An Afghan man works on an electricity pole in Kabul February 9, 2010. (Reuters)

November 15, 2021

The Taliban will buy electricity from Iran to address blackouts in the west of Afghanistan, Afghan channel TOLO News reported last week.

A deal was reportedly signed by the country’s electricity company Da Afghanistan Breshna Sherkat (DABS) with Iran for 100 megawatts of electricity.

A DABS spokesperson told TOLO News that the electricity will supply the Herat, Farah, and Nimroz provinces, which are facing shortages.

The country’s power network has struggled under mounting debts and poor infrastructure since the Taliban took over Afghanistan in August.

Afghanistan relies on foreign imports for 70 percent of its power, according to an NPR report.

Neighbors Uzbekistan and Turkmenistan, as well as Iran, supply electricity to Afghanistan.

The former CEO of DABS, who stepped down when the Taliban came to power, said that the country has around $90 million in unpaid electricity bills.

Shortfalls in the country’s power grid infrastructure also make it difficult to supply electricity, a DABS spokesperson told ANI News.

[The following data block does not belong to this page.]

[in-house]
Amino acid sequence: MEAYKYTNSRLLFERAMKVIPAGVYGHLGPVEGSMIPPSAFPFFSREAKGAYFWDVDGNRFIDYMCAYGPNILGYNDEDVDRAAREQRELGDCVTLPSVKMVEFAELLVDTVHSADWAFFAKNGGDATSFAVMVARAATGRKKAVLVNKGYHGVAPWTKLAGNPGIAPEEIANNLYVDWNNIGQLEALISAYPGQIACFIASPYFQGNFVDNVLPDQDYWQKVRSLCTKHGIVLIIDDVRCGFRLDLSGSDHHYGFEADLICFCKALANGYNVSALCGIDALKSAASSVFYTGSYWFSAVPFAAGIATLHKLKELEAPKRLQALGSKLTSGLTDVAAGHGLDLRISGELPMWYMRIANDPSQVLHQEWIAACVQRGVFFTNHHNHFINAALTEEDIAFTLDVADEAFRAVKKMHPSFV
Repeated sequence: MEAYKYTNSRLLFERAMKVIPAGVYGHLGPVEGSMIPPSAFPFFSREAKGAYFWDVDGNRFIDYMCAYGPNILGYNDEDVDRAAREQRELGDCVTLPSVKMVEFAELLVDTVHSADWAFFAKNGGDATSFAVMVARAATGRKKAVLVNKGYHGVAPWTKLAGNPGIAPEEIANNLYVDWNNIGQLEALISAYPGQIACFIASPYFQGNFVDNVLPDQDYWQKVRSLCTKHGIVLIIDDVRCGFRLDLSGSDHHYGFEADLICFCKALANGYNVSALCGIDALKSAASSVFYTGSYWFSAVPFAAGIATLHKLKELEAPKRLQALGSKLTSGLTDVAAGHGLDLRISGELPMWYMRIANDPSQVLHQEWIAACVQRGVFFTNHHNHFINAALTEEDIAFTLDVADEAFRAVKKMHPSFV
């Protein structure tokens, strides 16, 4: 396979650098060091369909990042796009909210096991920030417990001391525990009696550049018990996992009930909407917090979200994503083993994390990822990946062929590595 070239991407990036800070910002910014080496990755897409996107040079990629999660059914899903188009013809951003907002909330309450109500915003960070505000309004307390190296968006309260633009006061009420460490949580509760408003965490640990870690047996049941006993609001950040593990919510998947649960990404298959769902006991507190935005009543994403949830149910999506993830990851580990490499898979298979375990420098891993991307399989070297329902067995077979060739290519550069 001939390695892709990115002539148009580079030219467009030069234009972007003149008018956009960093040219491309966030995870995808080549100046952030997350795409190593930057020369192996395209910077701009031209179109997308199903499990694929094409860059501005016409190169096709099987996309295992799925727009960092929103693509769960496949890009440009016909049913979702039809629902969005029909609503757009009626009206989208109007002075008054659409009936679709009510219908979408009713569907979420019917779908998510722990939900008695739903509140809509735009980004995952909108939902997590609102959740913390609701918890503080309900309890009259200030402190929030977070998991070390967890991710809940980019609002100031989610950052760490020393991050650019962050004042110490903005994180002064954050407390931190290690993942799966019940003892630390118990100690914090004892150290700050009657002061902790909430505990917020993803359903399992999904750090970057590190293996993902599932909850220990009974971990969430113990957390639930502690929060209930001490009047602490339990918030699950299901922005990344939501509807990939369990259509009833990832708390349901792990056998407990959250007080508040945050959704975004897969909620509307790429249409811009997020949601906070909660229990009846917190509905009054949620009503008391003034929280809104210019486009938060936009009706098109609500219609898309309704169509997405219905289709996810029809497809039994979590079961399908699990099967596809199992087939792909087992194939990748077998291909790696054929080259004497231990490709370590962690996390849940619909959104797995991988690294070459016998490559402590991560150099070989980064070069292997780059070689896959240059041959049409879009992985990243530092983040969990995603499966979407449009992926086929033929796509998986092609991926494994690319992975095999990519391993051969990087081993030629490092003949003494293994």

Supplies to Kabul could be cut off over the winter, DABS’ former head told ANI.

The country has grappled with an economic crisis since the Taliban took over.

Close to half of Afghanistan’s population – around 19 million people – face acute hunger, according to a report from nonprofit group CARE.

A recent UN report said as much as 97 percent of the population could fall below the poverty line by mid-2022.

Reuters/Al Arabiya

About Track Persia

Track PersiaTrack Persia is a Platform run by dedicated analysts who spend much of their time researching the Middle East, in due process we fall upon many indications of growing expansionary ambitions on the part of Iran in the MENA region and the wider Islamic world. These ambitions commonly increase tensions and undermine stability.